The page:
Compression of drum tracks - dynamic control.
This is a part 7 of the tutorial on how to process individual raw drum tracks into finished product. Make sure to read all the parts.
Part 1: Introduction / Approach
Part 2: Editing
Part 3: Track Time Alignment
Part 4: Gating
Part 5: EQ
Part 6: Phase Alignment
Part 7: Compression
Part 8: Ambiance (Reverb)
You can use compression for two purposes: to fatten the sound of drums or to control the dynamic range. You can use compression to add more attack to drums or to decrease the attack. You should thoroughly familiarize yourself with compression, what it does and how to achieve desired results. There is lots of relevant literature on the subject available.
Compression is particularly useful for adding weight to snare, kick and toms. Since this is a matter of personal taste and the style of music you are working with, I will not go into too much details.
With the snare drum, you can control separately the top and bottom tracks. Top snare track you probably want to fatten a little bit by setting the attack to around 20ms, release to 80ms, ratio 2:1 to 4:1 and lowering the threshold until you are reducing several decibels on each hit. Increase or decrease the compression to your liking.
With the bottom snare track, you want to turn it up until you can clearly hear the ghost notes (if there are any), but in good balance with the top snare rim shots. Use the compressor to reduce the volume of rim shots coming through the bottom snare track. You can fatten that track too (attack 20ms) or squash the transient (fast attack-5ms) and soften it. Shorter release will give you more snare buzz straight after the compressed hits and longer release will result in less snare buzz after the compressed hits.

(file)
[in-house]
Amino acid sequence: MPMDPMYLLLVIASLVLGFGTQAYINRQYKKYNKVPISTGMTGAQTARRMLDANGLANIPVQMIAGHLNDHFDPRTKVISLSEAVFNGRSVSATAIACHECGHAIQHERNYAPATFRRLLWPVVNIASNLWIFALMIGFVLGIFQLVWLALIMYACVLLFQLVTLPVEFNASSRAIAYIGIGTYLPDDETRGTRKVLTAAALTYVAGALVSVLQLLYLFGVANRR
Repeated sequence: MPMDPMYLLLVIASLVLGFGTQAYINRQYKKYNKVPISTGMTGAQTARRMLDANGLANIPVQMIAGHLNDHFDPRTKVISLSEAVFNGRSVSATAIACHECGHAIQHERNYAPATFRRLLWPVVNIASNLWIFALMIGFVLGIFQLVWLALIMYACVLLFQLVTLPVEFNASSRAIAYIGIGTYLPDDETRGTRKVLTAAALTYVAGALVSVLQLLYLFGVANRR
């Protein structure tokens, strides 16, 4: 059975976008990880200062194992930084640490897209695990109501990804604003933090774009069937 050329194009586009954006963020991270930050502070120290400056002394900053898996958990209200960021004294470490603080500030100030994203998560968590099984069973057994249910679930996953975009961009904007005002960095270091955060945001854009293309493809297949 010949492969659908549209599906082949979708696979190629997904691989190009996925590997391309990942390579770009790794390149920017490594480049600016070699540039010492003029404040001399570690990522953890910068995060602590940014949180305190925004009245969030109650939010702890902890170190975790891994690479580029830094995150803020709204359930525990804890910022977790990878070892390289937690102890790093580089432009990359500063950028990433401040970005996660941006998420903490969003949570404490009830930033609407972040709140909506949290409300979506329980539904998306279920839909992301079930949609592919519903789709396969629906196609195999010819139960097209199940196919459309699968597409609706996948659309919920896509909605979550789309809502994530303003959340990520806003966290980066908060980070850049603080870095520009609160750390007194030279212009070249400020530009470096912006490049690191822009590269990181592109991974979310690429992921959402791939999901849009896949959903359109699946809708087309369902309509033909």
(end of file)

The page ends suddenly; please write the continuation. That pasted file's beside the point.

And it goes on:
Toms: Fatten the toms in the same manner as the snare. Adjust the parameters to bring out more of the body of the toms and make them “heavier”. This is particularly useful for Rock music. Try with a shorter attack of 5ms and release of 50ms.
Kick: Sculpt the kick for more punch and weight.
OH: I generally stay away from compressing the overheads straight on, as I don't want to destroy the natural decay of cymbals. They are particularly tough to compress, so you have to be very careful with them.
One of the great ways to compress the overheads and the whole drum set in general is to use “parallel compression” or so called “NY Compression”. Basically, it constists of duplicating the drums sub mix, compressing it heavily, then bringing it up in the mix together with the uncompressed drums. That way you will have the transients and dynamics of the uncompressed drums, but the weight of the compressed drums.